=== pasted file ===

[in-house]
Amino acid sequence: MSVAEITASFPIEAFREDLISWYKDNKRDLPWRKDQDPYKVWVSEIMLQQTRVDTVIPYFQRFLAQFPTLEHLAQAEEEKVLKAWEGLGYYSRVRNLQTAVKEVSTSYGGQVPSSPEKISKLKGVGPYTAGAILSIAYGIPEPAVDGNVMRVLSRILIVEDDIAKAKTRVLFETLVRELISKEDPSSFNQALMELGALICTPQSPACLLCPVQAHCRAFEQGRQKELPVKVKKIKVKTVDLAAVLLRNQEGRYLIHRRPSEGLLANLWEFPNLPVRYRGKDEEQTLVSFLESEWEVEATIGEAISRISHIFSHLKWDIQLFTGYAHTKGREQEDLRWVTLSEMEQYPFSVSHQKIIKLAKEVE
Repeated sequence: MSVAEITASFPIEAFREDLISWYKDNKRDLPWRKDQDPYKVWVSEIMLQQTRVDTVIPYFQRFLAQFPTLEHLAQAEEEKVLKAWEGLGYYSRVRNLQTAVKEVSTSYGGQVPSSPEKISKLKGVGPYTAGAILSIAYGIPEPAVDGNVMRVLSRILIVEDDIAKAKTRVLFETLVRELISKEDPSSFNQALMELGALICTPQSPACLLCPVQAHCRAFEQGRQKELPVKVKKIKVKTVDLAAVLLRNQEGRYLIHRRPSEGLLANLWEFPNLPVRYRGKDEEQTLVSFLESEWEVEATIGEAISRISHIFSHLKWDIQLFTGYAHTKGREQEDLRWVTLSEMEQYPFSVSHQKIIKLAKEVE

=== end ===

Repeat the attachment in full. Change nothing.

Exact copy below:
[in-house]
Amino acid sequence: MSVAEITASFPIEAFREDLISWYKDNKRDLPWRKDQDPYKVWVSEIMLQQTRVDTVIPYFQRFLAQFPTLEHLAQAEEEKVLKAWEGLGYYSRVRNLQTAVKEVSTSYGGQVPSSPEKISKLKGVGPYTAGAILSIAYGIPEPAVDGNVMRVLSRILIVEDDIAKAKTRVLFETLVRELISKEDPSSFNQALMELGALICTPQSPACLLCPVQAHCRAFEQGRQKELPVKVKKIKVKTVDLAAVLLRNQEGRYLIHRRPSEGLLANLWEFPNLPVRYRGKDEEQTLVSFLESEWEVEATIGEAISRISHIFSHLKWDIQLFTGYAHTKGREQEDLRWVTLSEMEQYPFSVSHQKIIKLAKEVE
Repeated sequence: MSVAEITASFPIEAFREDLISWYKDNKRDLPWRKDQDPYKVWVSEIMLQQTRVDTVIPYFQRFLAQFPTLEHLAQAEEEKVLKAWEGLGYYSRVRNLQTAVKEVSTSYGGQVPSSPEKISKLKGVGPYTAGAILSIAYGIPEPAVDGNVMRVLSRILIVEDDIAKAKTRVLFETLVRELISKEDPSSFNQALMELGALICTPQSPACLLCPVQAHCRAFEQGRQKELPVKVKKIKVKTVDLAAVLLRNQEGRYLIHRRPSEGLLANLWEFPNLPVRYRGKDEEQTLVSFLESEWEVEATIGEAISRISHIFSHLKWDIQLFTGYAHTKGREQEDLRWVTLSEMEQYPFSVSHQKIIKLAKEVE